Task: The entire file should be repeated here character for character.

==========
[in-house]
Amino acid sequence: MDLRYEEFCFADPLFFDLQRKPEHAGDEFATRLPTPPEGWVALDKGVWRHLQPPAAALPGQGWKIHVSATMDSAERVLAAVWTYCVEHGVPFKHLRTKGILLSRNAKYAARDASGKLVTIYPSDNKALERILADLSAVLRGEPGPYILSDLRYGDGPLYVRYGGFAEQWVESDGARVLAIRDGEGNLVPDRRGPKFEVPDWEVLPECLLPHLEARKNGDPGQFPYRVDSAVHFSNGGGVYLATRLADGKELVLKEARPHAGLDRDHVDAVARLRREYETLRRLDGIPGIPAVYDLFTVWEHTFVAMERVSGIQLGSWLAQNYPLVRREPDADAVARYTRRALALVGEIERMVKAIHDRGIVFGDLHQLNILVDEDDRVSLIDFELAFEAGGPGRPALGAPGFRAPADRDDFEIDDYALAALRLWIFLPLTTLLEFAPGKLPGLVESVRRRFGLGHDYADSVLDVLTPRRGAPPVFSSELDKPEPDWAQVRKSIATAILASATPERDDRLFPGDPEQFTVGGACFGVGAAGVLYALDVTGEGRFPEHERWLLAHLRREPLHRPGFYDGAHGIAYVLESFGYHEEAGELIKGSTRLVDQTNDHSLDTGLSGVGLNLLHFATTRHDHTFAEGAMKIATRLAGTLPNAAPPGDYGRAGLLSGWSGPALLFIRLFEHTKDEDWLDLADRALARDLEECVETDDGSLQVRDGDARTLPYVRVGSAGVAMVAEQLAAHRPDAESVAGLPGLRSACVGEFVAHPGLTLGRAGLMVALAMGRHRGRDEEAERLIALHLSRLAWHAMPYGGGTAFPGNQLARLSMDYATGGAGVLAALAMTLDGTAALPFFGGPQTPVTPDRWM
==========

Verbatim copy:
[in-house]
Amino acid sequence: MDLRYEEFCFADPLFFDLQRKPEHAGDEFATRLPTPPEGWVALDKGVWRHLQPPAAALPGQGWKIHVSATMDSAERVLAAVWTYCVEHGVPFKHLRTKGILLSRNAKYAARDASGKLVTIYPSDNKALERILADLSAVLRGEPGPYILSDLRYGDGPLYVRYGGFAEQWVESDGARVLAIRDGEGNLVPDRRGPKFEVPDWEVLPECLLPHLEARKNGDPGQFPYRVDSAVHFSNGGGVYLATRLADGKELVLKEARPHAGLDRDHVDAVARLRREYETLRRLDGIPGIPAVYDLFTVWEHTFVAMERVSGIQLGSWLAQNYPLVRREPDADAVARYTRRALALVGEIERMVKAIHDRGIVFGDLHQLNILVDEDDRVSLIDFELAFEAGGPGRPALGAPGFRAPADRDDFEIDDYALAALRLWIFLPLTTLLEFAPGKLPGLVESVRRRFGLGHDYADSVLDVLTPRRGAPPVFSSELDKPEPDWAQVRKSIATAILASATPERDDRLFPGDPEQFTVGGACFGVGAAGVLYALDVTGEGRFPEHERWLLAHLRREPLHRPGFYDGAHGIAYVLESFGYHEEAGELIKGSTRLVDQTNDHSLDTGLSGVGLNLLHFATTRHDHTFAEGAMKIATRLAGTLPNAAPPGDYGRAGLLSGWSGPALLFIRLFEHTKDEDWLDLADRALARDLEECVETDDGSLQVRDGDARTLPYVRVGSAGVAMVAEQLAAHRPDAESVAGLPGLRSACVGEFVAHPGLTLGRAGLMVALAMGRHRGRDEEAERLIALHLSRLAWHAMPYGGGTAFPGNQLARLSMDYATGGAGVLAALAMTLDGTAALPFFGGPQTPVTPDRWM